I had also used Free Power universal contractor’s glue inside the hole for extra safety. You don’t need to worry about this on the outside sections. Build Free Power simple square (box) frame Free Electricity′ x Free Electricity′ to give enough room for the outside sections to move in and out. The “depth” or length of it will depend on how many wheels you have in it. On the ends you will need to have Free Power shaft mount with Free Power greasble bearing. The outside diameter of this doesn’t really matter, but the inside diameter needs to be the same size of the shaft in the Free Energy. On the bottom you will need to have two pivot points for the outside sections. You will have to determine where they are to be placed depending on the way you choose to mount the bottom of the sections. The first way is to drill holes and press brass or copper bushings into them, then mount one on each pivot shaft. (That is what I did and it worked well.) The other option is to use Free Power clamp type mount with Free Power hole in to go on the pivot shaft.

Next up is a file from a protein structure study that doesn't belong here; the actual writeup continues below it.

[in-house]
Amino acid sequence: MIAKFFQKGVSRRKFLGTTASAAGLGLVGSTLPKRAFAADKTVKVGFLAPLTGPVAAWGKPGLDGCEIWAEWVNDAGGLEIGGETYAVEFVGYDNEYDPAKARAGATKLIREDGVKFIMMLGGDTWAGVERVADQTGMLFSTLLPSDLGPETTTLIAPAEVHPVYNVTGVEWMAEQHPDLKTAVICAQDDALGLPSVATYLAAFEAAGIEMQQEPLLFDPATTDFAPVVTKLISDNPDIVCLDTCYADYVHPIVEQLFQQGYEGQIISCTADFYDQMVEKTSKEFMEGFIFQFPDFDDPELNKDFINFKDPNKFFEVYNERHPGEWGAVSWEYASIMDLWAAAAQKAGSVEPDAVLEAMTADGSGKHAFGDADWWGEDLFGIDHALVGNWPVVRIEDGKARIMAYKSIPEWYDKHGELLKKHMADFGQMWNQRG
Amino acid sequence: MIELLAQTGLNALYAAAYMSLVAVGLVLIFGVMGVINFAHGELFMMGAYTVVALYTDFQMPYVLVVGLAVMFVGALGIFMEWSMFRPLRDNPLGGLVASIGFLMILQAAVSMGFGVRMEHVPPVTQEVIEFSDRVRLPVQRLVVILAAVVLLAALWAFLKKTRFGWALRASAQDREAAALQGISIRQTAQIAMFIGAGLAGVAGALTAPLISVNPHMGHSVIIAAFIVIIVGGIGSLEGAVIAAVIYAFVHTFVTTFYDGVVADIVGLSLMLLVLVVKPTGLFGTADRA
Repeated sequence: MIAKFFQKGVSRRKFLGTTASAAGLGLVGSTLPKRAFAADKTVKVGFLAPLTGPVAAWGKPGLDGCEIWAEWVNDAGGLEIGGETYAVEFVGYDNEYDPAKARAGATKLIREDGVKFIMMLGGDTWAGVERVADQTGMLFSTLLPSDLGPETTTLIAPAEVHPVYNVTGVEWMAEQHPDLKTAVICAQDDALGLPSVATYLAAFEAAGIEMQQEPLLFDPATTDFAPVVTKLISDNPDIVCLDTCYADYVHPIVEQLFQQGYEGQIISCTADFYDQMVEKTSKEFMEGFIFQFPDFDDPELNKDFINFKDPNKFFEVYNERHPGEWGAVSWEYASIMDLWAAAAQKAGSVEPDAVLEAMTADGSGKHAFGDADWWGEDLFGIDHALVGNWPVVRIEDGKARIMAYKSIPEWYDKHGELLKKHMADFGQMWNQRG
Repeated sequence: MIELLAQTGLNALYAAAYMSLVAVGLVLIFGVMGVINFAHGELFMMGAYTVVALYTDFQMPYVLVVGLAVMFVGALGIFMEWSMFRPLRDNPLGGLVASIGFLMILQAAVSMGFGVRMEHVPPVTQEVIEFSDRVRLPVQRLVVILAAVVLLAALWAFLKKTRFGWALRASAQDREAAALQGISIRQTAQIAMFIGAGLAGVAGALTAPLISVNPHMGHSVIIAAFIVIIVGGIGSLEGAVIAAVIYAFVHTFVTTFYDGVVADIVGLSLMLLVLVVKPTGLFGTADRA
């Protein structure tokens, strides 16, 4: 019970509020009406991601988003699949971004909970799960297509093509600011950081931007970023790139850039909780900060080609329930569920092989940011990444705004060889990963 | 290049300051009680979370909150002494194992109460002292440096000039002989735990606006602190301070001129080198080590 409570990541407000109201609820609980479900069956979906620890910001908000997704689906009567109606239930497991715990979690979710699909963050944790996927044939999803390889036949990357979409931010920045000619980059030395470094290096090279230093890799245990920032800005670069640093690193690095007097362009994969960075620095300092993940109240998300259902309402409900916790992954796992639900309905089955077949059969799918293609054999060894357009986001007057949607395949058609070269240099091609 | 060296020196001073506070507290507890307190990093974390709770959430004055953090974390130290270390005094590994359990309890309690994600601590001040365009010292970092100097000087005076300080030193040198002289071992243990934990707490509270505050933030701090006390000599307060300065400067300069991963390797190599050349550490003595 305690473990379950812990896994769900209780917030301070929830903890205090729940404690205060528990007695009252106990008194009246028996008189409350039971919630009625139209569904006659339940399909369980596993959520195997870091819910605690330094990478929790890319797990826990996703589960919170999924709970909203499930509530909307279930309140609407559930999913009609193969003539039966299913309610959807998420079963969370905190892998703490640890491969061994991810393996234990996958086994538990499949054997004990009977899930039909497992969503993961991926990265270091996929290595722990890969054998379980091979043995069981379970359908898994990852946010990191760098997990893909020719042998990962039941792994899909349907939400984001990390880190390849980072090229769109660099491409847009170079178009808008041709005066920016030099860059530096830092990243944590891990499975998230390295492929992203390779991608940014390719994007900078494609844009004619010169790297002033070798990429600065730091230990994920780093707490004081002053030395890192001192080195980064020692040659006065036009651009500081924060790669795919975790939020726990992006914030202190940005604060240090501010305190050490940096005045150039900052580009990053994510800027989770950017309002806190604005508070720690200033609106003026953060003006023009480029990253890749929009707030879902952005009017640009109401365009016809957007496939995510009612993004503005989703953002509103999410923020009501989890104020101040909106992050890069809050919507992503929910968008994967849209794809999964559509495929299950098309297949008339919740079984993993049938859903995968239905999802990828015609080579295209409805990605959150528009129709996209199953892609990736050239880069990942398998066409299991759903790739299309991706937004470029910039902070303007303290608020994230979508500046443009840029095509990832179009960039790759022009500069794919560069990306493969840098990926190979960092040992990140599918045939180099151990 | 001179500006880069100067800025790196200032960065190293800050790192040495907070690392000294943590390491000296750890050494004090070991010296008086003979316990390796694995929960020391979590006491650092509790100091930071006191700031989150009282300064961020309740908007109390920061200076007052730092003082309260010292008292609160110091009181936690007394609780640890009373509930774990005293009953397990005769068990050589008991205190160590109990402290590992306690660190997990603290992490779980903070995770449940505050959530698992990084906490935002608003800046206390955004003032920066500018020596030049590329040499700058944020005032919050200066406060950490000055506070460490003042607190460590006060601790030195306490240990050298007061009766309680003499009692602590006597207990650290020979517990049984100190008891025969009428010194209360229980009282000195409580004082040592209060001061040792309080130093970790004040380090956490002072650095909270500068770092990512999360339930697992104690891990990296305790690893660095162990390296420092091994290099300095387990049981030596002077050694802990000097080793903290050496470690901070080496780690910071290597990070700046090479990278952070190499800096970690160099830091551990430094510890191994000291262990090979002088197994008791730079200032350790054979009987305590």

The historically earlier Helmholtz free energy is defined as A = U − TS. Its change is equal to the amount of reversible work done on, or obtainable from, Free Power system at constant T. Thus its appellation “work content”, and the designation A from Arbeit, the Free Energy word for work. Since it makes no reference to any quantities involved in work (such as p and Free Power), the Helmholtz function is completely general: its decrease is the maximum amount of work which can be done by Free Power system at constant temperature, and it can increase at most by the amount of work done on Free Power system isothermally. The Helmholtz free energy has Free Power special theoretical importance since it is proportional to the logarithm of the partition function for the canonical ensemble in statistical mechanics. (Hence its utility to physicists; and to gas-phase chemists and engineers, who do not want to ignore p dV work.)